Long-lost Dr. Seuss tales come alive in ‘The Bippolo Seed’

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“THE BIPPOLO SEED AND OTHER LOST STORIES,” by Dr. Seuss, introduction by Charles D. Cohen, Random House Books for Young Readers, Sept. 27, 2011, $15 (ages 6-9)

Books by Dr. Seuss are classic. They have been passed on from generation to generation and will continue to spark imaginations for many years to come.

Dr. Seuss wrote and illustrated 44 books for children. And when he died in 1991 fans the world over mourned his loss. No one expected to see new work from him again. So it came as a surprise earlier this year when Random House announced the publication of “The Bippolo Seed and Other Lost Stories,” by Dr. Seuss.

Though the stories are not completely new, “The Bippolo Seed and Other Lost Stories” contains seven rarely seen stories by Dr. Seuss that were originally published in magazines between 1948 and 1959.

“The Bippolo Seed” is the first tale in this collection. It starts a young duck named McKluck and a scheming cat, whose advice leads to some very bad luck.

Next is “The Bear, the Rabbit, and the Zinniga-Zanniga.” Here, a very smart rabbit is saved from becoming a bear’s dinner with a single eyelash.

“Gustav the Goldfish,” a whale of a tale about a goldfish that grows exponentially and “Tadd and Todd,” a story of twins who get into trouble trying to look different, are next in line.

Fantastic creatures follow a boy home in anticipation of a tasty meal in “Steak for Supper” and strange spot plagues a young man whose mother warned him to stay out of the dirt in “The Strange Shirt Spot.”

The concluding story, “The Great Henry McBride,” is about a boy whose imagination runs wild as he tries to decide what to be when he grows up.

Each of these tales is a rhythmical delight with the tongue-twisting text we’ve come to expect from Dr. Seuss. The illustrations are wacky, playful and colorful, but there aren’t as many as readers are used to with Seuss’ other books. That means there’s lots of block text, and that may a bit discouraging for younger readers. The good news, however, is that Seuss’ writing evokes images on it’s own and each of these tales is sure to spark imagination.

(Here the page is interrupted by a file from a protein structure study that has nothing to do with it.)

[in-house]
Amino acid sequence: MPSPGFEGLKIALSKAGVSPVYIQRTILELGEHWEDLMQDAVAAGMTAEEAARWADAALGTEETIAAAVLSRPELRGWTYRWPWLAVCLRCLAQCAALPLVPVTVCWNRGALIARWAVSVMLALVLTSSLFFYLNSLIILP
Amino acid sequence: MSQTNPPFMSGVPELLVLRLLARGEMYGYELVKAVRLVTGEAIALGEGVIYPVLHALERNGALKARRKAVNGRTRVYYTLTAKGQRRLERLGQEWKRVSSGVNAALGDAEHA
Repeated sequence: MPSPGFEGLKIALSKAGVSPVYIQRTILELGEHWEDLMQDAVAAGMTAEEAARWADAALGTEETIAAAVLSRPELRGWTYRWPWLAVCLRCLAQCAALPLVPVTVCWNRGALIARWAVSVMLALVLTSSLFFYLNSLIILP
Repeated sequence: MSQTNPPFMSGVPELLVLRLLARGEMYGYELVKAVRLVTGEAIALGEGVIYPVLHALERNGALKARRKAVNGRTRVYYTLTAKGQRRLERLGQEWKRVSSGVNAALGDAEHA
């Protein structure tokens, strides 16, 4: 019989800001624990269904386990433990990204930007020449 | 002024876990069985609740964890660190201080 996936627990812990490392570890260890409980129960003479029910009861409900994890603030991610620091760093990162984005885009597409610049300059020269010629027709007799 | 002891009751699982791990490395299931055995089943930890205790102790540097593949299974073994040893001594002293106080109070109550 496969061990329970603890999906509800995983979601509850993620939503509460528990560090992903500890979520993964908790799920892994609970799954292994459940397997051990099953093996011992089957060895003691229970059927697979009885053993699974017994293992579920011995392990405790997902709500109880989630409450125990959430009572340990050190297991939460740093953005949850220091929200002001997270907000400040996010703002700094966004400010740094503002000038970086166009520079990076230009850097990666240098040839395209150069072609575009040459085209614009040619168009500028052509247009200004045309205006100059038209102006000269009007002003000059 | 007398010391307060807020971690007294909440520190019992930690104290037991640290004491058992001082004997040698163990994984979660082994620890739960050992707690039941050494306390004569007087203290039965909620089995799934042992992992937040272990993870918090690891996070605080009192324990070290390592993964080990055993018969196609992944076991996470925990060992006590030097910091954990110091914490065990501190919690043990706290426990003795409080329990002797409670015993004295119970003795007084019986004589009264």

An introduction to the collection traces the history of all seven stories and Seuss expert Charles Cohen adds his expertise on the recurrence of themes throughout Seuss’ work. This section is solid text. And while interesting, it will most likely be skipped by young fans and appreciated by their parents later on.

© 2011 – 2017, Cracking the Cover. All rights reserved.

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About Author

Jessica Harrison is the main reviewer behind Cracking the Cover. Prior to creating Cracking the Cover, Jessica worked as the in-house book critic for the Deseret News, a daily newspaper in Salt Lake City. Jessica also worked as a copy editor and general features writer for the paper. Following that, Jessica spent two years with an international company as a social media specialist. She is currently a freelance writer/editor. She is passionate about reading and giving people the tools to make informed decisions in their own book choices.

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